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July 1975

Benign Trigeminal and Facial Neuropathy

Author Affiliations

From the Department of Neurology, University of Miami School of Medicine, Miami, Fla.

Arch Intern Med. 1975;135(7):992-993. doi:10.1001/archinte.1975.00330070114020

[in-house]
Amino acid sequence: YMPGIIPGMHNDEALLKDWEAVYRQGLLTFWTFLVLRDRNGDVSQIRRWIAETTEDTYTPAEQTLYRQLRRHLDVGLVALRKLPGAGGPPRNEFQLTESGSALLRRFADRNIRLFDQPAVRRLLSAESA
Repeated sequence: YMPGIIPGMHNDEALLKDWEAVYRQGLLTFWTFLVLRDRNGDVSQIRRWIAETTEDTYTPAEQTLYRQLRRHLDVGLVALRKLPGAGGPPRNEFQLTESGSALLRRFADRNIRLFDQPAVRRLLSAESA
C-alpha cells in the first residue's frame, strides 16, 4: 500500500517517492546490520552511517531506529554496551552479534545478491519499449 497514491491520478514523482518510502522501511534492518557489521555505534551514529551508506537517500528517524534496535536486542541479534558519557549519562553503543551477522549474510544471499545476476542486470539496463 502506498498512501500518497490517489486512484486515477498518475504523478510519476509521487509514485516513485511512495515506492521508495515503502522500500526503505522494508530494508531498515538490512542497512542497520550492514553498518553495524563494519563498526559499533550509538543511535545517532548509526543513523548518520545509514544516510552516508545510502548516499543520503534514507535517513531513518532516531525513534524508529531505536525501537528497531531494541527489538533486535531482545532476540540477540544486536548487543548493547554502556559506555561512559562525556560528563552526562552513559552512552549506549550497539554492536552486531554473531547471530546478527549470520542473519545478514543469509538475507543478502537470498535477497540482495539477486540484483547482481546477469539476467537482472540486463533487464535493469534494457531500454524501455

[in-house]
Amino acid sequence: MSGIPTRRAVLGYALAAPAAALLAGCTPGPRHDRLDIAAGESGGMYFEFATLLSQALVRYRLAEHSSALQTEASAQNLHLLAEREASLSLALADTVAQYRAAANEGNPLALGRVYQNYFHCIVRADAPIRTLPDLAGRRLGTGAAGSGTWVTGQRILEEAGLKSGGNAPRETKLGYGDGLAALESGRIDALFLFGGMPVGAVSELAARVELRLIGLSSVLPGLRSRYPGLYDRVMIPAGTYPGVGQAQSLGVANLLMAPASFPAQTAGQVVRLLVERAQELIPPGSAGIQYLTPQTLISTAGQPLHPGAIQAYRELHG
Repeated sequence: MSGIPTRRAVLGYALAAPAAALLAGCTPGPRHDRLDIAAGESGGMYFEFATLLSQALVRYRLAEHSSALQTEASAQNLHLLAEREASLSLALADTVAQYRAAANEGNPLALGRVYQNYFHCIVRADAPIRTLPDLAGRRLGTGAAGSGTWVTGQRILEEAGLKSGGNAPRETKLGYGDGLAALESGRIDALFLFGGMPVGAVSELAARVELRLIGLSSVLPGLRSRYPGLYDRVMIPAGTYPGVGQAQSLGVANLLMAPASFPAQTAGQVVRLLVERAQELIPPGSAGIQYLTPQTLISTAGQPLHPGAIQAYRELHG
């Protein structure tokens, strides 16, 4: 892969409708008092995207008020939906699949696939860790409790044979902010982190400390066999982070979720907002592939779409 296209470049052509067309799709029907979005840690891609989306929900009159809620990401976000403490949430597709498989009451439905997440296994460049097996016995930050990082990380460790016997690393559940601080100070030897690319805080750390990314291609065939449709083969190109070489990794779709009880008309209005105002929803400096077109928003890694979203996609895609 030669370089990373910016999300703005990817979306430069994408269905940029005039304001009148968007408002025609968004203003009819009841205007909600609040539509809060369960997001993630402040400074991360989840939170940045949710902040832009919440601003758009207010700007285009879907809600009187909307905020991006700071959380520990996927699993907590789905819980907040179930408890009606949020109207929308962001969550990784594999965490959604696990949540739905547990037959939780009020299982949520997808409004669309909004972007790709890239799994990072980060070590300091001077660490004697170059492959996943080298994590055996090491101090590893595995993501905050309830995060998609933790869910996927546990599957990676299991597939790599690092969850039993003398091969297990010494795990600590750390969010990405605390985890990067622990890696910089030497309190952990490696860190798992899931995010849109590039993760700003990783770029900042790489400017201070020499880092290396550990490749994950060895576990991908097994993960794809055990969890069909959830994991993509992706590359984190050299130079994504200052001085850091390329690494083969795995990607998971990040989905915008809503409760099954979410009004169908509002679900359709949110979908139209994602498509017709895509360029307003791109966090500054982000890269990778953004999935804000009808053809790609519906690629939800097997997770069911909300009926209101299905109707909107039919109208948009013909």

Bell palsy is regarded as a peripheral disorder singularly affecting the seventh cranial nerve. Although subjective sensory phenomena are often communicated by such patients, an objective hypalgesia cannot be demonstrated. We have studied the cases of two patients who developed a sudden onset of unilateral peripheral facial paresis associated with von Frey hair sensory loss over the ipsilateral first and second divisions of the trigeminal nerve. This combination of cranial nerve signs often implicates structural disease of the nervous system. Yet our two patients never developed additional neurologic signs and eventually recovered without clinical residua. Sensory signs in the trigeminal distribution may occur in an otherwise typical Bell palsy, and they do not always warrant extensive neuroradiologic investigation.